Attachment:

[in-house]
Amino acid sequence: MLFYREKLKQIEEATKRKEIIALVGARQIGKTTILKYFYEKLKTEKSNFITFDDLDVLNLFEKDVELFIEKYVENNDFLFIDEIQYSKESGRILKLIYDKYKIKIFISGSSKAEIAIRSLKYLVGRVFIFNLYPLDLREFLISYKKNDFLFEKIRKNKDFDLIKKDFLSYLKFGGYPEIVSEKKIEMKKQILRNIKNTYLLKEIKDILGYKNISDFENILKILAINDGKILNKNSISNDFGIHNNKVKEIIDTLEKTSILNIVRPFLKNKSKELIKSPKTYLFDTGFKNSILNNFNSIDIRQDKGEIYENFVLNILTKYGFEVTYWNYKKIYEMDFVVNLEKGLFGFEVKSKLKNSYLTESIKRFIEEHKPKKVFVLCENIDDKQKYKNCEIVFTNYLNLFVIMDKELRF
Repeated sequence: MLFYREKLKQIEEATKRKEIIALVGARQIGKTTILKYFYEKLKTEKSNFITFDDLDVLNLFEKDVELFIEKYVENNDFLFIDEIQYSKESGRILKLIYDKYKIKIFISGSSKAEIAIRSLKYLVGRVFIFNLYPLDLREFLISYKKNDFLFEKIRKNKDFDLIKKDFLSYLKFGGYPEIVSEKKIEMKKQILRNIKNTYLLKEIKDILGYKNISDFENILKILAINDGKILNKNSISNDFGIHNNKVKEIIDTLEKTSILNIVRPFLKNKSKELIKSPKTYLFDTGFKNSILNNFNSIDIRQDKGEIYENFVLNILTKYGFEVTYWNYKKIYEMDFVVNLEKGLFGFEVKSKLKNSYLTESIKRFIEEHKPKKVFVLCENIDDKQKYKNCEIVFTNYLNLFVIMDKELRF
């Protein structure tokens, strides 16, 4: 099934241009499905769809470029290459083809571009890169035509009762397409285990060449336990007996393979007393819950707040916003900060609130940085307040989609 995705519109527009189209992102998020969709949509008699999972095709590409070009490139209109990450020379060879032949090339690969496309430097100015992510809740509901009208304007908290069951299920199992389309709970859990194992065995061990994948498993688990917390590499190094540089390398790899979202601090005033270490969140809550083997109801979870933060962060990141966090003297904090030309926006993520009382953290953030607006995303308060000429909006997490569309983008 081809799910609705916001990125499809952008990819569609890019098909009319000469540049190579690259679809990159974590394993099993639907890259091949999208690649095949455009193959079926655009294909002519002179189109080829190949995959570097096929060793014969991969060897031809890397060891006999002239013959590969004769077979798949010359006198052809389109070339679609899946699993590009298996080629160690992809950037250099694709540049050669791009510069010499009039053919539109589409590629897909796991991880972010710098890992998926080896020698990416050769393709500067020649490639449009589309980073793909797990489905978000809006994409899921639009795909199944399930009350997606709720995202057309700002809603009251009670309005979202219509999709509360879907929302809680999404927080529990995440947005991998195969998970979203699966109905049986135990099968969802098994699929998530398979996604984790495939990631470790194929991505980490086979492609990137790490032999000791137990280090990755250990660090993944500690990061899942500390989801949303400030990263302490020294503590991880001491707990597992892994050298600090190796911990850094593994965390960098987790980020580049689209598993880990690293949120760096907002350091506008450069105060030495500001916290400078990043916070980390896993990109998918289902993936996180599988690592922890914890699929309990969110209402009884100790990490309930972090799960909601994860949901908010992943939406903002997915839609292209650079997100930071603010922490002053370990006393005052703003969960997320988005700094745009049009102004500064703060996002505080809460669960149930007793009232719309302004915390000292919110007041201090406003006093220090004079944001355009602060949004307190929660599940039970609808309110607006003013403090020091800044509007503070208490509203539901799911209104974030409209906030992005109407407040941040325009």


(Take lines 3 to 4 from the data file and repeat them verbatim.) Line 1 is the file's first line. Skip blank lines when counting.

Repeated sequence: MLFYREKLKQIEEATKRKEIIALVGARQIGKTTILKYFYEKLKTEKSNFITFDDLDVLNLFEKDVELFIEKYVENNDFLFIDEIQYSKESGRILKLIYDKYKIKIFISGSSKAEIAIRSLKYLVGRVFIFNLYPLDLREFLISYKKNDFLFEKIRKNKDFDLIKKDFLSYLKFGGYPEIVSEKKIEMKKQILRNIKNTYLLKEIKDILGYKNISDFENILKILAINDGKILNKNSISNDFGIHNNKVKEIIDTLEKTSILNIVRPFLKNKSKELIKSPKTYLFDTGFKNSILNNFNSIDIRQDKGEIYENFVLNILTKYGFEVTYWNYKKIYEMDFVVNLEKGLFGFEVKSKLKNSYLTESIKRFIEEHKPKKVFVLCENIDDKQKYKNCEIVFTNYLNLFVIMDKELRF
């Protein structure tokens, strides 16, 4: 099934241009499905769809470029290459083809571009890169035509009762397409285990060449336990007996393979007393819950707040916003900060609130940085307040989609 995705519109527009189209992102998020969709949509008699999972095709590409070009490139209109990450020379060879032949090339690969496309430097100015992510809740509901009208304007908290069951299920199992389309709970859990194992065995061990994948498993688990917390590499190094540089390398790899979202601090005033270490969140809550083997109801979870933060962060990141966090003297904090030309926006993520009382953290953030607006995303308060000429909006997490569309983008 081809799910609705916001990125499809952008990819569609890019098909009319000469540049190579690259679809990159974590394993099993639907890259091949999208690649095949455009193959079926655009294909002519002179189109080829190949995959570097096929060793014969991969060897031809890397060891006999002239013959590969004769077979798949010359006198052809389109070339679609899946699993590009298996080629160690992809950037250099694709540049050669791009510069010499009039053919539109589409590629897909796991991880972010710098890992998926080896020698990416050769393709500067020649490639449009589309980073793909797990489905978000809006994409899921639009795909199944399930009350997606709720995202057309700002809603009251009670309005979202219509999709509360879907929302809680999404927080529990995440947005991998195969998970979203699966109905049986135990099968969802098994699929998530398979996604984790495939990631470790194929991505980490086979492609990137790490032999000791137990280090990755250990660090993944500690990061899942500390989801949303400030990263302490020294503590991880001491707990597992892994050298600090190796911990850094593994965390960098987790980020580049689209598993880990690293949120760096907002350091506008450069105060030495500001916290400078990043916070980390896993990109998918289902993936996180599988690592922890914890699929309990969110209402009884100790990490309930972090799960909601994860949901908010992943939406903002997915839609292209650079997100930071603010922490002053370990006393005052703003969960997320988005700094745009049009102004500064703060996002505080809460669960149930007793009232719309302004915390000292919110007041201090406003006093220090004079944001355009602060949004307190929660599940039970609808309110607006003013403090020091800044509007503070208490509203539901799911209104974030409209906030992005109407407040941040325009």